I find the book highly readable and think it would be enjoyable especially for students who have been exposed to some elementary mathematical topics, such as cosine functions, vectors and matrices, and distance functions. It is thus certainly appropriate for mathematically oriented high school students as well as more advanced students. Chartier succeeds in making the book simultaneously entertaining for students and informative for instructors. A lot of the applications are novel and not included in standard linear algebra texts, and I think many instructors of linear algebra will find the topics presented here new and interesting. Fans of Chartier’s earlier *Math Bytes** will see several similar topics, including the prediction of March Madness games and image manipulation. These topics are covered in more detail in *When Life Is Linear* and more of the linear algebra underpinnings are explained. But the main strength of the text is its ability to inspire creative thinking about ways to apply mathematics in real-world settings. For students beginning their journey of mathematical discovery, this book will serve as a valuable and inspirational resource.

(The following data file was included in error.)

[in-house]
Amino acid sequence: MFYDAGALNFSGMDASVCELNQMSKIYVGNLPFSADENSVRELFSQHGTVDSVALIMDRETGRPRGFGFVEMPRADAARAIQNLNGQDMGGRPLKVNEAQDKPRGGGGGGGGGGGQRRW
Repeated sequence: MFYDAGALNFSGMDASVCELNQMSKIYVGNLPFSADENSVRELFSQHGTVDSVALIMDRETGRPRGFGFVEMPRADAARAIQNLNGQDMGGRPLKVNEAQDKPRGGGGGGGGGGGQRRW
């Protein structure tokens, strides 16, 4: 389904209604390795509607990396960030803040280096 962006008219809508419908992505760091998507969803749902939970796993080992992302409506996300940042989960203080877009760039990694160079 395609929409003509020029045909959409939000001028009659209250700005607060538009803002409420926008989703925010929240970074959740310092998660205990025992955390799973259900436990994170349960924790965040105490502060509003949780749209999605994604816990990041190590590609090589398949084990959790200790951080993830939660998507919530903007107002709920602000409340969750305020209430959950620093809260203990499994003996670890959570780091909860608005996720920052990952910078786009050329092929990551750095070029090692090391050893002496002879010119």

*T. Chartier,* Math Bytes: Google Bombs, Chocolate-Covered Pi, and Other Cool Bits in Computing*, Princeton University Press, Princeton, New Jersey, 2014.

*Kevin Hutson is an associate professor of mathematics at Furman University.*